Moderator’s Note: this article represents the opinions of the author and not those of the committee of the Canterbury Society or the editor of Canterbury News
Canterbury Cathedral’s Precincts occupy a large area in the middle of the old city. They are one of its greatest treasures. They are designated as a World Heritage Site in their own right. Since time immemorial local residents have been able enjoy their beauty and tranquillity and to walk through them on their way across town. Imagine their frustration and anger when they got to Quenin Gate last month to discover they were now barred from going through and into the Precincts. Without any prior notice or explanation they were confronted with a peremptory notice stating that entry was now allowed only to King’s School students and staff. Similar notices have appeared at other gates too, and at the entry to Green Court. Local residents are up in arms.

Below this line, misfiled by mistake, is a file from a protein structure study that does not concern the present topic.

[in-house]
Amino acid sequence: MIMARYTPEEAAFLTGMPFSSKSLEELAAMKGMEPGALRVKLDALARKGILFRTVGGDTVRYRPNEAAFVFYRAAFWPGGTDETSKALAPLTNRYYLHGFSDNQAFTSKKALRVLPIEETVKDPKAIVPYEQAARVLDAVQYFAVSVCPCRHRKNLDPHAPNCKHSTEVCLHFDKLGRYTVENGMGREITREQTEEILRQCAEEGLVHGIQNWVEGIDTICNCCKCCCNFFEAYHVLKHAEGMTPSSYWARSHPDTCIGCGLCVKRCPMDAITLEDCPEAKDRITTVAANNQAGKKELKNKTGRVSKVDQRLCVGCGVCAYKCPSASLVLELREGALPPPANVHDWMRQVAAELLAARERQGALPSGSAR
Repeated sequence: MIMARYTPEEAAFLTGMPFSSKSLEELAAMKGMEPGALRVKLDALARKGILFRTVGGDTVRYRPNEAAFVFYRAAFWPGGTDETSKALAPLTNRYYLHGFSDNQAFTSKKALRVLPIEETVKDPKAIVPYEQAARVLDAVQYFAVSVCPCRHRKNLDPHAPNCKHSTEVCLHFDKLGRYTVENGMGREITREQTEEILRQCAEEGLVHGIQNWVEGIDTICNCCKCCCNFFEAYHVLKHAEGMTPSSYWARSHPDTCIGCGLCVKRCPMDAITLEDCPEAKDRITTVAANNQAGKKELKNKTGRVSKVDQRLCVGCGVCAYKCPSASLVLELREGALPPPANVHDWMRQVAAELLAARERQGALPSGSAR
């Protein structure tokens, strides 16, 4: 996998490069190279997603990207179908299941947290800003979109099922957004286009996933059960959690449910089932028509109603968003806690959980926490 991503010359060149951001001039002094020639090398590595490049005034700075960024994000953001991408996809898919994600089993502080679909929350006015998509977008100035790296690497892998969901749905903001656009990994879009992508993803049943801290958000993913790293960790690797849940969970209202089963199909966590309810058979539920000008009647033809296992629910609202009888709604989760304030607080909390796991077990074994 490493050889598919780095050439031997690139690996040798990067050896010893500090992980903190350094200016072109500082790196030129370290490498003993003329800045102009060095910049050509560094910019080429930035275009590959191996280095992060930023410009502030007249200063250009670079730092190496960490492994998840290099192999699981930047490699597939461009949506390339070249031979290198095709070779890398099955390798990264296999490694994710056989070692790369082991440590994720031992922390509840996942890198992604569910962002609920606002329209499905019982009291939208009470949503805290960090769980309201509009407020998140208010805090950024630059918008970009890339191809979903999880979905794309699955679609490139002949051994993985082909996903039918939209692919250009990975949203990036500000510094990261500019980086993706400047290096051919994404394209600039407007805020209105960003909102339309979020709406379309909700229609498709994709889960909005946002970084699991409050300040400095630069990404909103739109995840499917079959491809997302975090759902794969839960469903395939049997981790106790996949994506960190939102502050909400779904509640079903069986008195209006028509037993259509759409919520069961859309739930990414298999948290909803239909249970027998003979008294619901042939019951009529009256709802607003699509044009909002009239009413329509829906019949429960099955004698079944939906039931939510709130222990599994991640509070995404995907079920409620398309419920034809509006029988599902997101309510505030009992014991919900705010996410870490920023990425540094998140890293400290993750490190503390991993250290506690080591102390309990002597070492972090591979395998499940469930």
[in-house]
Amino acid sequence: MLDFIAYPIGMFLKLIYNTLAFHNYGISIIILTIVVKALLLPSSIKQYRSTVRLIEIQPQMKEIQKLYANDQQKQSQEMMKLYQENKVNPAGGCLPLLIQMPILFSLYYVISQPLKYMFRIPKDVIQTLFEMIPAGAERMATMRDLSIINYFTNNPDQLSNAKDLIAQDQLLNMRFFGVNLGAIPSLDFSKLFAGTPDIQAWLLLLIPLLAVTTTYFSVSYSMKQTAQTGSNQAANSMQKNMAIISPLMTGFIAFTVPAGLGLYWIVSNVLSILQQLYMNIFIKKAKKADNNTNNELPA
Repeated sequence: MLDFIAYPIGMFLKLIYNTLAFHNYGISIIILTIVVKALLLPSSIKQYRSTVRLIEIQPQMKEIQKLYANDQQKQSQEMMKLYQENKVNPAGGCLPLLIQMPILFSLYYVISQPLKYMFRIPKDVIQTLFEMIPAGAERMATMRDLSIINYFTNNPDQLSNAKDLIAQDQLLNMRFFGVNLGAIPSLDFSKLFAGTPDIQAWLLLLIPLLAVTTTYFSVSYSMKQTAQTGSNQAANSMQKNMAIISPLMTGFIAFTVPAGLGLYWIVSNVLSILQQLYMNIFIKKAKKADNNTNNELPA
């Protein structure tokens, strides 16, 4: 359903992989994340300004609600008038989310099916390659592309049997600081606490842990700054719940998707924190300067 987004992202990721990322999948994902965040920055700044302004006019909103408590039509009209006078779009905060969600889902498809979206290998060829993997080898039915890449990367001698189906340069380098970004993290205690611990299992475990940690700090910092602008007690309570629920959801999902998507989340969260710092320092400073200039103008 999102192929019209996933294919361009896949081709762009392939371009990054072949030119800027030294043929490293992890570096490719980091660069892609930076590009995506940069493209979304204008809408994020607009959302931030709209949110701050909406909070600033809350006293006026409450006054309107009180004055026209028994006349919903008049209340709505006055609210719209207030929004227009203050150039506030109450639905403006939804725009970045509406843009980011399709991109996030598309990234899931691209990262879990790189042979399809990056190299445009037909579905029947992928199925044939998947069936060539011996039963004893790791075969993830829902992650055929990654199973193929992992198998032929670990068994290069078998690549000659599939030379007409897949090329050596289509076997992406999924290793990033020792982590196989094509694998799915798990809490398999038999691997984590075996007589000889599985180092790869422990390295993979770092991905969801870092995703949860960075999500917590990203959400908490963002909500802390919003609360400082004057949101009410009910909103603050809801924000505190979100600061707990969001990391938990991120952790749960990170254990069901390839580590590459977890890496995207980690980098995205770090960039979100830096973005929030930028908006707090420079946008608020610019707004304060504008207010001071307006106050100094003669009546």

The Quenin Gate in the City wall opposite Lady Wooton’s Green was first opened in 1486. For centuries, members of the public were free to use it for access to the Precincts and as a peaceful and safe way through to the centre of the city. It was open from 7.00 am until the sounding of ancient Curfew Bell at 9.00 pm.
When the Cathedral started to charge visitors for admission in the mid-1990s, a system of Precincts Passes was introduced. Local residents, people who work locally and some other groups were eligible for these Passes which allowed them free access to the Precincts through all the gates, 7.00 am – 9.00 pm.
For a short period at the height of the Covid pandemic, entry was restricted to the main gate, but we were assured (on 13 August 2021) that full access for local residents and other Pass holders 7.00 am – 9.00 pm would be restored as soon as staff were available.